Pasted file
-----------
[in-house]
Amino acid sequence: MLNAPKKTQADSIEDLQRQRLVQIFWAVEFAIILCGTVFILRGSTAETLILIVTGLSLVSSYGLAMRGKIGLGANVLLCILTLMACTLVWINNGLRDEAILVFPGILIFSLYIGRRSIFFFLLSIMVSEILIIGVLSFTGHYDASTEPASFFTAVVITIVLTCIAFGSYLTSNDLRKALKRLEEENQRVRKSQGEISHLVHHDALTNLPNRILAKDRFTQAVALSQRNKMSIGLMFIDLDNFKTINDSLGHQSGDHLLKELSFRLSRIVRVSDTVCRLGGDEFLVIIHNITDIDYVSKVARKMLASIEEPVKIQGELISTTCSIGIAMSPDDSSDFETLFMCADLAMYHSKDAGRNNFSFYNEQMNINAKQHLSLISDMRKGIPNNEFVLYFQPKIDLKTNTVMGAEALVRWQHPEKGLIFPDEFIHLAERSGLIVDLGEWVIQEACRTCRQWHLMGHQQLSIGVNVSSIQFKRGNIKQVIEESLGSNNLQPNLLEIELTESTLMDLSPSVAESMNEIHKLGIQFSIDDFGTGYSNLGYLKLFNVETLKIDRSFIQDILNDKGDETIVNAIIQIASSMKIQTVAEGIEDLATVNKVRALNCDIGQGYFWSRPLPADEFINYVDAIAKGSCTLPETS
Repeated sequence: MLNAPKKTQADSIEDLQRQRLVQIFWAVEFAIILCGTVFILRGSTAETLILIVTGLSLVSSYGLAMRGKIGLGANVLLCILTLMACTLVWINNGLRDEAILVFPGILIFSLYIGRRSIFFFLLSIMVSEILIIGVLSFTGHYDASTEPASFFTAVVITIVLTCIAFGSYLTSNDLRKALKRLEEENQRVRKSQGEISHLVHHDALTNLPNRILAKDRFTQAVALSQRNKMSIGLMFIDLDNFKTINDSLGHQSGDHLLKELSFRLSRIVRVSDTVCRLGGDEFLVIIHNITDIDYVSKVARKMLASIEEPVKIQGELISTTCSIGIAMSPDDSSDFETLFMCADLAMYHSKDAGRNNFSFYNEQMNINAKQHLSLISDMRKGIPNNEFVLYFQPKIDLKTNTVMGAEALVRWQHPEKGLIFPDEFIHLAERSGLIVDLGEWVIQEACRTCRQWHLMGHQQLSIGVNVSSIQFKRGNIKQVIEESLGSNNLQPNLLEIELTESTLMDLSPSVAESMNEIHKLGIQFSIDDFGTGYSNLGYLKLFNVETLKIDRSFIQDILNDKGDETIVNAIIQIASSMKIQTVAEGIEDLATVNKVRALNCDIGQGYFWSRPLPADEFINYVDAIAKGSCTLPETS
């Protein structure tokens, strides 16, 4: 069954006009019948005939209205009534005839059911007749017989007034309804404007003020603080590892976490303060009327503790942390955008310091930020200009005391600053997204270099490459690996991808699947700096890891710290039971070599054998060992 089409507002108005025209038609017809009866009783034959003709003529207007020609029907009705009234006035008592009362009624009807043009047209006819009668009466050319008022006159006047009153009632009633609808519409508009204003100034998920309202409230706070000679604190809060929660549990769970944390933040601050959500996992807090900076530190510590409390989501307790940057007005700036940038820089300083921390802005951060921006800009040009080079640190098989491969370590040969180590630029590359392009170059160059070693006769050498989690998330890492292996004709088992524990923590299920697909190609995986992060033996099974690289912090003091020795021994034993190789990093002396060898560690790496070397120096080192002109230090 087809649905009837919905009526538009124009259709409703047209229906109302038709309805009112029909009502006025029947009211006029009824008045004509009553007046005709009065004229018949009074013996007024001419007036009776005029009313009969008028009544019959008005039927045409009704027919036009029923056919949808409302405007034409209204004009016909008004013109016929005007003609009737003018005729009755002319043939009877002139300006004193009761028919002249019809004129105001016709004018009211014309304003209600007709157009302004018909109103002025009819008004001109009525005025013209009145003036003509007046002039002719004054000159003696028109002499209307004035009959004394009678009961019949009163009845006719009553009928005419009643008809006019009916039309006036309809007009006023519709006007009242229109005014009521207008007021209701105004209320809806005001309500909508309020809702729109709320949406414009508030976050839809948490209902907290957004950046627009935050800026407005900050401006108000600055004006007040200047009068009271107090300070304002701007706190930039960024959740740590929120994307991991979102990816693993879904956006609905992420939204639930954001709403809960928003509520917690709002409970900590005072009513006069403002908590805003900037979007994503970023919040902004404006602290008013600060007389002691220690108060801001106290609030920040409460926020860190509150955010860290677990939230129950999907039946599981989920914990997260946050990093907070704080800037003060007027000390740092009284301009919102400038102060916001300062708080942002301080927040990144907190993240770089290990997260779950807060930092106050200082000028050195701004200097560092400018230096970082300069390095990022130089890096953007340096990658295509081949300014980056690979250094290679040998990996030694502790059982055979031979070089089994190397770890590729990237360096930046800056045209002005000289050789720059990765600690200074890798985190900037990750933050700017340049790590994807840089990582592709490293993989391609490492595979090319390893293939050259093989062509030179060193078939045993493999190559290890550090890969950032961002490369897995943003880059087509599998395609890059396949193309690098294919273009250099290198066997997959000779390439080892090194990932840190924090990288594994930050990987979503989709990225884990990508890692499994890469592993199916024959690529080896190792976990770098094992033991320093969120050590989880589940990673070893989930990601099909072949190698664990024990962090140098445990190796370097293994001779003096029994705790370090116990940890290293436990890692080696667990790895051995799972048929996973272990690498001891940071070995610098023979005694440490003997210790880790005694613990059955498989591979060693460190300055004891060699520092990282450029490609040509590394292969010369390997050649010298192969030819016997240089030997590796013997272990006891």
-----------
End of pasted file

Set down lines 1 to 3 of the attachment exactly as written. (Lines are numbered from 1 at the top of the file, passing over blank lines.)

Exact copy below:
[in-house]
Amino acid sequence: MLNAPKKTQADSIEDLQRQRLVQIFWAVEFAIILCGTVFILRGSTAETLILIVTGLSLVSSYGLAMRGKIGLGANVLLCILTLMACTLVWINNGLRDEAILVFPGILIFSLYIGRRSIFFFLLSIMVSEILIIGVLSFTGHYDASTEPASFFTAVVITIVLTCIAFGSYLTSNDLRKALKRLEEENQRVRKSQGEISHLVHHDALTNLPNRILAKDRFTQAVALSQRNKMSIGLMFIDLDNFKTINDSLGHQSGDHLLKELSFRLSRIVRVSDTVCRLGGDEFLVIIHNITDIDYVSKVARKMLASIEEPVKIQGELISTTCSIGIAMSPDDSSDFETLFMCADLAMYHSKDAGRNNFSFYNEQMNINAKQHLSLISDMRKGIPNNEFVLYFQPKIDLKTNTVMGAEALVRWQHPEKGLIFPDEFIHLAERSGLIVDLGEWVIQEACRTCRQWHLMGHQQLSIGVNVSSIQFKRGNIKQVIEESLGSNNLQPNLLEIELTESTLMDLSPSVAESMNEIHKLGIQFSIDDFGTGYSNLGYLKLFNVETLKIDRSFIQDILNDKGDETIVNAIIQIASSMKIQTVAEGIEDLATVNKVRALNCDIGQGYFWSRPLPADEFINYVDAIAKGSCTLPETS
Repeated sequence: MLNAPKKTQADSIEDLQRQRLVQIFWAVEFAIILCGTVFILRGSTAETLILIVTGLSLVSSYGLAMRGKIGLGANVLLCILTLMACTLVWINNGLRDEAILVFPGILIFSLYIGRRSIFFFLLSIMVSEILIIGVLSFTGHYDASTEPASFFTAVVITIVLTCIAFGSYLTSNDLRKALKRLEEENQRVRKSQGEISHLVHHDALTNLPNRILAKDRFTQAVALSQRNKMSIGLMFIDLDNFKTINDSLGHQSGDHLLKELSFRLSRIVRVSDTVCRLGGDEFLVIIHNITDIDYVSKVARKMLASIEEPVKIQGELISTTCSIGIAMSPDDSSDFETLFMCADLAMYHSKDAGRNNFSFYNEQMNINAKQHLSLISDMRKGIPNNEFVLYFQPKIDLKTNTVMGAEALVRWQHPEKGLIFPDEFIHLAERSGLIVDLGEWVIQEACRTCRQWHLMGHQQLSIGVNVSSIQFKRGNIKQVIEESLGSNNLQPNLLEIELTESTLMDLSPSVAESMNEIHKLGIQFSIDDFGTGYSNLGYLKLFNVETLKIDRSFIQDILNDKGDETIVNAIIQIASSMKIQTVAEGIEDLATVNKVRALNCDIGQGYFWSRPLPADEFINYVDAIAKGSCTLPETS